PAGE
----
Clarett drops lawsuit against Ohio State

Published 12:00 am Wednesday, November 5, 2003

COLUMBUS - Suspended running back Maurice Clarett has dropped a federal complaint seeking a $2.5 million fine against Ohio State for releasing information from an NCAA investigation to prosecutors.

Clarett's Columbus attorney says he wants to renew the complaint if he can get backing from the U.S. Department of Education, which oversees the Family Educational Rights and Privacy Act that Clarett accuses the school of violating.

''We intend to bring it again,'' Percy Squire said Tuesday. ''We want to bring it as a joint action.''

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In a court motion filed Monday, Clarett said he still is asking the Education Department to sanction Ohio State. Clarett asked to dismiss his court action - reserving the right to file it again - because he was asked to provide more information to the Education Department.

U.S. District Judge George Smith granted the dismissal but chided Clarett because both cases could legally proceed in tandem.

''If it was Mr. Clarett's intention to pursue relief only from the Department of Education, then he should not have sought to intervene in this lawsuit in the first instance,'' Smith wrote.

''OSU has presumably expended resources responding to the motion to intervene, and it seems unfair at the eleventh hour to allow Mr. Clarett to dodge a potential adverse result in this lawsuit and on a whim shift the focus of this matter to another forum.''

Ohio State coach Jim Tressel said he did not know the complaint was dropped. He and a university spokeswoman declined to comment.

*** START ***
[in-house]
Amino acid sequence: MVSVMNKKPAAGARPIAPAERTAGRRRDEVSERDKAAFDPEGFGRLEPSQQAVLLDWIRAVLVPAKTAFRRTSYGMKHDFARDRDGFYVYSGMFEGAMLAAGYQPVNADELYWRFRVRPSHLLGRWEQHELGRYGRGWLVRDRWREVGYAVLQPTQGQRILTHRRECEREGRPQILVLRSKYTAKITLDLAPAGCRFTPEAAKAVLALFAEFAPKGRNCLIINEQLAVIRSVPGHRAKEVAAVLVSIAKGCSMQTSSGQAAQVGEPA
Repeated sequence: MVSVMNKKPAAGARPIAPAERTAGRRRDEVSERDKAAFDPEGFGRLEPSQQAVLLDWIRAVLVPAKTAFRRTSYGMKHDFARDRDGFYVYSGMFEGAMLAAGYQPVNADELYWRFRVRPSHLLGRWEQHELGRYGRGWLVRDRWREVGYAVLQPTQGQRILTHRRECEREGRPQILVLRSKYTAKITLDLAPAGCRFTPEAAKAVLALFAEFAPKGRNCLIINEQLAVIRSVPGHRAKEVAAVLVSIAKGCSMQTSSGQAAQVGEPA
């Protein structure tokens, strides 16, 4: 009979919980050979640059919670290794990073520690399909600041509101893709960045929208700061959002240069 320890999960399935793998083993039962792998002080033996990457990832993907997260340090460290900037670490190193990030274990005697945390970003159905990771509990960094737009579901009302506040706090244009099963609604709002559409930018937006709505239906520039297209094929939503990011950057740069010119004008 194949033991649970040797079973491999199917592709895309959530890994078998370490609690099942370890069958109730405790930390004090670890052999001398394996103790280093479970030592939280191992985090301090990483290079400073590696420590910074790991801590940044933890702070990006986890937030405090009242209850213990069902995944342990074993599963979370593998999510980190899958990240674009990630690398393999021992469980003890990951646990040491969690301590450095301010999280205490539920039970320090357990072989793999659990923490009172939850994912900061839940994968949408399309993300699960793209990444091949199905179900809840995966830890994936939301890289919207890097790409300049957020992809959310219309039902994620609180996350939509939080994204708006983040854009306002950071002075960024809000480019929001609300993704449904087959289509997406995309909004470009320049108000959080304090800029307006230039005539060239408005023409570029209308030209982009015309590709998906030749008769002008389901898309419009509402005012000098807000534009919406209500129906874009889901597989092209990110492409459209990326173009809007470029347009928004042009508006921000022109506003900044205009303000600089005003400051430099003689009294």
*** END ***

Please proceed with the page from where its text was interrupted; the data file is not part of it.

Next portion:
Clarett's Columbus attorney, Percy Squire, had filed motions in municipal and federal court seeking to prevent a tape-recorded interview from an NCAA investigation from being used by city prosecutors. Clarett is charged with filing a false police report with campus police in April after a dealership's car he was borrowing was broken into.

Smith said that if he had allowed the case to go forward, he would not have ordered a state court to ban evidence in a criminal trial.

Clarett, 20, has pleaded innocent to one count of falsification, a misdemeanor with a penalty ranging from probation to six months in jail and a maximum $1,000 fine.

The federal complaint sought to add Clarett as a party to a closed Education Department lawsuit against several Ohio universities and to find Ohio State in contempt of a 2000 court order in the case banning release of protected educational records. The complaint asked the court to fine the university at least $2.5 million, payable to Clarett.

Ohio State had argued that previous court rulings prevent individuals from suing schools under the privacy law. Squire said he wanted to avoid that academic question by having the Education Department join him in seeking the contempt ruling.

''We expected the agency to have acted by now,'' Squire said.

The department last week sent a letter to Squire saying his Oct. 16 complaint to the agency did not provide enough information to show Clarett's privacy was violated.

''You do not specify what education record was disclosed … how it was disclosed, who disclosed it, to whom it was disclosed, and when,'' wrote LeRoy Rooker, director of the family policy compliance office.

The department cannot comment on pending complaints, spokesman Jim Bradshaw said. The highest penalty the department can enact is cutting off federal education funds to a school. Most privacy cases are handled through settlements.

Clarett is suspended for his sophomore season with the defending national champion Buckeyes for NCAA violations of accepting money from a family friend and lying about it to investigators. He is separately suing the NFL, asking a federal judge in New York to throw out a rule that prevents him from entering the draft until he has been out of high school for three years.